So far, no Republican has filed for the Jan. 3, 2013, seat where incumbent Commissioner Robert E. Aufuldish, a Wickliffe Democrat, is the only candidate.

We’re still waiting for Commissioner Daniel P. Troy, a Willowick Democrat who is not up for re-election next year, to make up his mind whether he will run for state representative for the Ohio House 60 District. 

Troy has made no secret of his interest in the position for which another Willowick Democrat, James Helmink, has also filed.

If Troy or another Democrat files (maybe Mentor-on-the-Lake Mayor John Rogers), it would create another contested primary.

Other candidates to file in Lake County are county Clerk of Courts Maureen G. Kelly, a Democrat seeking re-election; Lake County Common Pleas Court Judge Vincent A. Culotta, a Kirtland Republican seeking re-election; and Concord Township resident Ann M. Radcliffe for county recorder,

Recent Geauga County filings

Robert A. Evans has filed to run for county coroner, and Mark E. Porter has filed to run for Ohio House of Representatives 76th District. Others signing out petitions include Mary E. O’Toole and Anthony Peto.

Perhaps one of these three people will be appointed by Ohio House Republicans to replace state Rep. Richard Hollington, R-Hunting Valley, when he becomes mayor of his city in January.

The district will consist of Hunting Valley, Middlefield, Burton, and the townships of Auburn, Bainbridge, Burton, Chardon, Chester, Middlefield, Munson, Newbury, Parkman and Russell in Geauga County, plus all of Portage County.

Potential Ohio Senate vacancy?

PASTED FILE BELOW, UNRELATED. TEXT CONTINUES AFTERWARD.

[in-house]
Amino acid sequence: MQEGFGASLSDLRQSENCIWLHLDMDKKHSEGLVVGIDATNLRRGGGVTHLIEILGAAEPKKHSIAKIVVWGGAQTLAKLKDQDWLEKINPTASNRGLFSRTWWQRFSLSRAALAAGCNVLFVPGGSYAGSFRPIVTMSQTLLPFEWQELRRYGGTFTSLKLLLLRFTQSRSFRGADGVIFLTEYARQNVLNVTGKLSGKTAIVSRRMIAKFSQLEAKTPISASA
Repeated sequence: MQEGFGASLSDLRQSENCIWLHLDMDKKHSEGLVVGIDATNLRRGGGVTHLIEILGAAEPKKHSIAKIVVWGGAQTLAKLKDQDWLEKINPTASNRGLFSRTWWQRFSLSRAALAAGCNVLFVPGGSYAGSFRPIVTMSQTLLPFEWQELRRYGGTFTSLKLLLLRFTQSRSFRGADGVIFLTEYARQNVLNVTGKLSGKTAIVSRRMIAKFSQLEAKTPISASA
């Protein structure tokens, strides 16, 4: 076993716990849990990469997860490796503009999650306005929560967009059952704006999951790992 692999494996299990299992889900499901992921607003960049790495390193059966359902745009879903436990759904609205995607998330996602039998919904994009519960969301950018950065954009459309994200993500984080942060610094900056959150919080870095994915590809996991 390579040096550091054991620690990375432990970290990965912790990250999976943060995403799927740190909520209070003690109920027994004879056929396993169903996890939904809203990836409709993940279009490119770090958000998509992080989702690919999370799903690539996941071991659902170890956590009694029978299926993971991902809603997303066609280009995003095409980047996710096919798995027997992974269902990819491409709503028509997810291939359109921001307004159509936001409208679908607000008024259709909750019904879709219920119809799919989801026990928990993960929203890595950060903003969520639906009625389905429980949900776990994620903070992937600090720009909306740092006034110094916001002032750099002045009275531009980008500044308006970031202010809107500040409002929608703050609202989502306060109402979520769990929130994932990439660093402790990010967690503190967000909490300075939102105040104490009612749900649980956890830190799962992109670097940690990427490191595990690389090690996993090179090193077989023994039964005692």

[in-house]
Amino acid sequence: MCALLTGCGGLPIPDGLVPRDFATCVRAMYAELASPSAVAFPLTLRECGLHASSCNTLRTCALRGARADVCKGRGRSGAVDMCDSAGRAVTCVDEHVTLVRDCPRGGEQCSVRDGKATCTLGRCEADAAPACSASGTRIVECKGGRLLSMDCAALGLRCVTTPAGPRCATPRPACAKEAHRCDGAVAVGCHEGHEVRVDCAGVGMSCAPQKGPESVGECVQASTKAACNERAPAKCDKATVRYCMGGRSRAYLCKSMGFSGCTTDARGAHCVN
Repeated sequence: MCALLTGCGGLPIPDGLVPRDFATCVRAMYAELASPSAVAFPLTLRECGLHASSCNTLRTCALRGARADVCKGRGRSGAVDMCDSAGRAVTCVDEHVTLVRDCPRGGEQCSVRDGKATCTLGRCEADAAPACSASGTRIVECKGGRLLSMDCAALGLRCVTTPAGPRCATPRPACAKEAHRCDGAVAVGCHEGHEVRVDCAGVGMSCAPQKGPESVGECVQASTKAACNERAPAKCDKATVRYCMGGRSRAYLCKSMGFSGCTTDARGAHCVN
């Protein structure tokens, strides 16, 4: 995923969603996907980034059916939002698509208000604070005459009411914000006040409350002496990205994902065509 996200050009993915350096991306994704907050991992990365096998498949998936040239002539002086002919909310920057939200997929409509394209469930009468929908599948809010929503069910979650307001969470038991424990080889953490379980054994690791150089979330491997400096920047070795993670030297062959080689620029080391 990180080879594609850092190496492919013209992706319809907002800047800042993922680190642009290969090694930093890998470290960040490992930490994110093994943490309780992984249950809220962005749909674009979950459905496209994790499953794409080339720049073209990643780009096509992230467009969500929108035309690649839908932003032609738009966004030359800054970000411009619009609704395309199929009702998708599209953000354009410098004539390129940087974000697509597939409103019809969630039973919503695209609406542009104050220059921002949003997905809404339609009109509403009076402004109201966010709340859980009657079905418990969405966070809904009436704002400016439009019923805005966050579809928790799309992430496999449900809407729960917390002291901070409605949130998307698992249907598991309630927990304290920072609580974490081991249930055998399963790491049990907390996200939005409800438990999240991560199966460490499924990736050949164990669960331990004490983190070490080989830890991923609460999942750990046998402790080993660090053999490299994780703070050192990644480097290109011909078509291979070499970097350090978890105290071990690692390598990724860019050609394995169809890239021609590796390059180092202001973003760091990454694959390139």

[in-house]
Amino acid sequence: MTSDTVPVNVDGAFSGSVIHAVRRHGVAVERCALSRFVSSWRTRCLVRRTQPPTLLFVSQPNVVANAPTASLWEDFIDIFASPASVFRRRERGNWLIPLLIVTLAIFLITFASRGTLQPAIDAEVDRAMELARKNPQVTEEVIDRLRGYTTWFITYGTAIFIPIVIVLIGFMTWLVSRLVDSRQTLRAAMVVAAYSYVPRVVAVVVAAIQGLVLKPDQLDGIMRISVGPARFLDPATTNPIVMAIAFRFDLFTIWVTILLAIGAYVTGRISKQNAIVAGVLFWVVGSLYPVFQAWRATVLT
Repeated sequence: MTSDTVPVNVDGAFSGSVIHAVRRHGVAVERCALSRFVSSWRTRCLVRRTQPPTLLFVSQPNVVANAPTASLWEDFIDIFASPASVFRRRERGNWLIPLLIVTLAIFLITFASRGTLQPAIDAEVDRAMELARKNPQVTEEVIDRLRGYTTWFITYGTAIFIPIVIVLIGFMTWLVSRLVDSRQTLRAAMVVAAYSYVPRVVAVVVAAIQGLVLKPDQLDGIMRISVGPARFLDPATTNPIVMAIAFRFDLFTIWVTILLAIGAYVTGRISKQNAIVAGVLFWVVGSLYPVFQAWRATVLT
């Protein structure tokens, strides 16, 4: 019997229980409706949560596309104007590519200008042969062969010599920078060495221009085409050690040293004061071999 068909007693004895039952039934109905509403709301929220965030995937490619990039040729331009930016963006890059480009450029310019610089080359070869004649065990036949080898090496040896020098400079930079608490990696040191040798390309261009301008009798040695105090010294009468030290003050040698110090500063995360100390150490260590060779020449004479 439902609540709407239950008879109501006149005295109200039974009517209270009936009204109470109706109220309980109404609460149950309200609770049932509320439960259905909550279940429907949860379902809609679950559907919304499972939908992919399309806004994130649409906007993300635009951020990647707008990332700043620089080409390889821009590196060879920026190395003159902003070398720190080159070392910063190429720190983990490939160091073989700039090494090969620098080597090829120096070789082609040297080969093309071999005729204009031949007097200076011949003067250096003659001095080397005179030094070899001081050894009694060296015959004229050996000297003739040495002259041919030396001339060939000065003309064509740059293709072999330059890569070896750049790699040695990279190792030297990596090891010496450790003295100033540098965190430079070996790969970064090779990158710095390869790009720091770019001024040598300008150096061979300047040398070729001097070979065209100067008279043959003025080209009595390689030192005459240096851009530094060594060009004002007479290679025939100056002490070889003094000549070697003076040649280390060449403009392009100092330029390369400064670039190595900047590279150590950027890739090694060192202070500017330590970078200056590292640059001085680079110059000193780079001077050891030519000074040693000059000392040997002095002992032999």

State Sen. Nina Turner, D-Cleveland, is the state senator for the Ohio Senate District 25, which in 2013 will consist of Eastlake, Fairport Harbor, Grand River, Lakeline, Mentor Ward 4, Mentor-on-the-Lake, Painesville, parts of Painesville Township, Timberlake, Wickliffe, Willoughby and Willowick in Lake County, plus Euclid, Richmond Heights and other eastern Cuyahoga County communities.

She has filed petitions with the Cuyahoga County Elections Board to run for 11th Congressional District in a potential primary with incumbent U.S. Rep. Marcia L. Fudge, D-Warrensville Heights.

If Turner wins, Ohio Senate Democrats would be able to appoint a new state senator. If Turner loses, she still would have two years remaining on her state Senate seat.


n Jason Wuliger, candidate for Lake County recorder, campaign kickoff will be 5:30 p.m. to 7:30 p.m. Tuesday at Cork’s Wine Bar in Willoughby. See Susan Culotta.

n Moran’s campaign kickoff from 5:00 p.m. to 7:30 p.m. Dec. 12 at Capelli’s in Mentor. See Kathy Russo.

n Fiebig’s Seasons Event from 5:30 p.m. to 8 p.m. Dec. 12 at Dino’s Restaurant in Willoughby. See Cindy Quinn-Hopkins or Joyce Hribar Fiebig.

John Arthur Hutchison
Twitter: newsheraldjah